Objective assessment of speech after surgical treatment for oral cancer: Experience from 196 selected cases

G. Nicoletti, D.S. Soutar, M.S. Jackson, A.A. Wrench, G. Robertson, C. Robertson

Research output: Contribution to journalArticlepeer-review

64 Citations (Scopus)


In 1992, a personal computer-based workstation for speech-digitized analysis was developed in conjunction with Canniesburn Hospital and Edinburgh University to measure all dispersion in speech after surgery for oral cancer. The voices of 196 patients with tumor of the oral cavity were recorded preoperatively and postoperatively. Surgical resection was carefully mapped out on standard diagrams of the oral cavity. Patients' recordings were assessed for conversational understandability by two referees. Patients also self-scored their speech using the Functional Intraoral Glasgow Scale self-questionnaire. Many patients had similar if not identical resections; therefore, 12 homogeneous groups were identified. Functional outcome for speech was correlated with the site and size of resected tissue and with the reconstruction modalities. The original association of an objective, computer-based tool and two subjective assessment tools proved to be the most suitable investigation method for speech. The general pattern was for consistently better speech quality with smaller excisions. The reconstruction modalities did not seem to influence the overall speech quality, as it was related mainly to the extent of surgical demolition. The authors present a detailed correlation between site and size of excision and functional outcome using color multiple-view diagrams for immediate appreciation. Positive and negative prognostic factors were identified in surgery for oral cancer.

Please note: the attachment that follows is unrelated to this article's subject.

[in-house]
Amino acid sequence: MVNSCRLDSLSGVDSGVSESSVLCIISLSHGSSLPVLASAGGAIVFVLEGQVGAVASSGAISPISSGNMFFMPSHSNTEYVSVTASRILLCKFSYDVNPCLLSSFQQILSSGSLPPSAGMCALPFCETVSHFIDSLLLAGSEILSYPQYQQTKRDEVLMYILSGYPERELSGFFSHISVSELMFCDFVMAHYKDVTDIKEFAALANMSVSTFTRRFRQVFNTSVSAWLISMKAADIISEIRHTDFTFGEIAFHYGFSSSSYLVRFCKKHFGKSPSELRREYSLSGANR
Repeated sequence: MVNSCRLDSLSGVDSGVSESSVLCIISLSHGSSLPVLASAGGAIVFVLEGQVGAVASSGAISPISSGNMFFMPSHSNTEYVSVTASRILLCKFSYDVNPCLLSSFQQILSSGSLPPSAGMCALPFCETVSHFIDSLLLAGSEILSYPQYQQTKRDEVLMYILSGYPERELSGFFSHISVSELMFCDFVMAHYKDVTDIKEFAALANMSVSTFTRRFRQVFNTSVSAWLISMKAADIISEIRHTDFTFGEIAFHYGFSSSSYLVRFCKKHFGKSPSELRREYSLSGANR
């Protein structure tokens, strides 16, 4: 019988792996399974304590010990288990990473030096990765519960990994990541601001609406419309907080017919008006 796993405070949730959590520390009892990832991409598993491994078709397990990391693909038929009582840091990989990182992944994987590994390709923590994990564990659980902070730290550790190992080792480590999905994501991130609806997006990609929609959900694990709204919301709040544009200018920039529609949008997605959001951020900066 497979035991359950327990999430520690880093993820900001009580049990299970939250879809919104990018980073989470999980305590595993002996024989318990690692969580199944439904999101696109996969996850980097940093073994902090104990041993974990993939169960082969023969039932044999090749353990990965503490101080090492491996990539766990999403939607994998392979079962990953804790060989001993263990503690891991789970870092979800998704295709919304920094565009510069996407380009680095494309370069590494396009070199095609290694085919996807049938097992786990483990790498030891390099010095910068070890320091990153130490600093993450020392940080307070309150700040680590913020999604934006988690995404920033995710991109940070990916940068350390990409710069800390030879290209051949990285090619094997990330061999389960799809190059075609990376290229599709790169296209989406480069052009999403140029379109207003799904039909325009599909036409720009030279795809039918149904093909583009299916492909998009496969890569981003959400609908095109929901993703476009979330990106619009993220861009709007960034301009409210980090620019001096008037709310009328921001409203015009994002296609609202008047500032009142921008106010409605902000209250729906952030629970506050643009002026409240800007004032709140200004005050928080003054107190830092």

Original languageEnglish
Pages (from-to)114-125
Number of pages11
JournalPlastic and Reconstructive Surgery
Issue number1
Publication statusPublished - Jan 2004


  • oropharyngeal cancer
  • partial glossectomy
  • intraoral cancer
  • surgery
  • tongue


Dive into the research topics of 'Objective assessment of speech after surgical treatment for oral cancer: Experience from 196 selected cases'. Together they form a unique fingerprint.

Cite this